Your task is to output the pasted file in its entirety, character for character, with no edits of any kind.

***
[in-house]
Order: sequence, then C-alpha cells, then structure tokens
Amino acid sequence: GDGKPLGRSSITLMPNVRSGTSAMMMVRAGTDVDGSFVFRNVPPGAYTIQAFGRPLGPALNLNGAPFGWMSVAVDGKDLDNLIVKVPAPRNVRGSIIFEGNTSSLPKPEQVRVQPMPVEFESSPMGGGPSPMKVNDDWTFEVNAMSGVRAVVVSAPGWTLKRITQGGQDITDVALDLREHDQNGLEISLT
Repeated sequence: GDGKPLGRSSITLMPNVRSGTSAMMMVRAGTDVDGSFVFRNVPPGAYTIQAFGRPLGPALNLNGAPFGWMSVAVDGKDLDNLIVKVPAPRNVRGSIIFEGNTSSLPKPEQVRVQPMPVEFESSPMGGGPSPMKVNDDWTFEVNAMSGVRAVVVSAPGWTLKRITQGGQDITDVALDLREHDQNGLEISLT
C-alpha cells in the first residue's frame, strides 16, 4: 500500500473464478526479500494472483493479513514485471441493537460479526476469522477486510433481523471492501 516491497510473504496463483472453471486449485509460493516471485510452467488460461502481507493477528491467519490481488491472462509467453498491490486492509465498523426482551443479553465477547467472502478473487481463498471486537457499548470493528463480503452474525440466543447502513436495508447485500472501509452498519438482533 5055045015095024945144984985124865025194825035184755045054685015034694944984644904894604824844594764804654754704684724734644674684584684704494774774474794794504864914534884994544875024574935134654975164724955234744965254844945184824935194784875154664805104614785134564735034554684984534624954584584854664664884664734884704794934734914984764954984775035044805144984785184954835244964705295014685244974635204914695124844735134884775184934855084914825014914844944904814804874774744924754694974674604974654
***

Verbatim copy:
[in-house]
Order: sequence, then C-alpha cells, then structure tokens
Amino acid sequence: GDGKPLGRSSITLMPNVRSGTSAMMMVRAGTDVDGSFVFRNVPPGAYTIQAFGRPLGPALNLNGAPFGWMSVAVDGKDLDNLIVKVPAPRNVRGSIIFEGNTSSLPKPEQVRVQPMPVEFESSPMGGGPSPMKVNDDWTFEVNAMSGVRAVVVSAPGWTLKRITQGGQDITDVALDLREHDQNGLEISLT
Repeated sequence: GDGKPLGRSSITLMPNVRSGTSAMMMVRAGTDVDGSFVFRNVPPGAYTIQAFGRPLGPALNLNGAPFGWMSVAVDGKDLDNLIVKVPAPRNVRGSIIFEGNTSSLPKPEQVRVQPMPVEFESSPMGGGPSPMKVNDDWTFEVNAMSGVRAVVVSAPGWTLKRITQGGQDITDVALDLREHDQNGLEISLT
C-alpha cells in the first residue's frame, strides 16, 4: 500500500473464478526479500494472483493479513514485471441493537460479526476469522477486510433481523471492501 516491497510473504496463483472453471486449485509460493516471485510452467488460461502481507493477528491467519490481488491472462509467453498491490486492509465498523426482551443479553465477547467472502478473487481463498471486537457499548470493528463480503452474525440466543447502513436495508447485500472501509452498519438482533 5055045015095024945144984985124865025194825035184755045054685015034694944984644904894604824844594764804654754704684724734644674684584684704494774774474794794504864914534884994544875024574935134654975164724955234744965254844945184824935194784875154664805104614785134564735034554684984534624954584584854664664884664734884704794934734914984764954984775035044805144984785184954835244964705295014685244974635204914695124844735134884775184934855084914825014914844944904814804874774744924754694974674604974654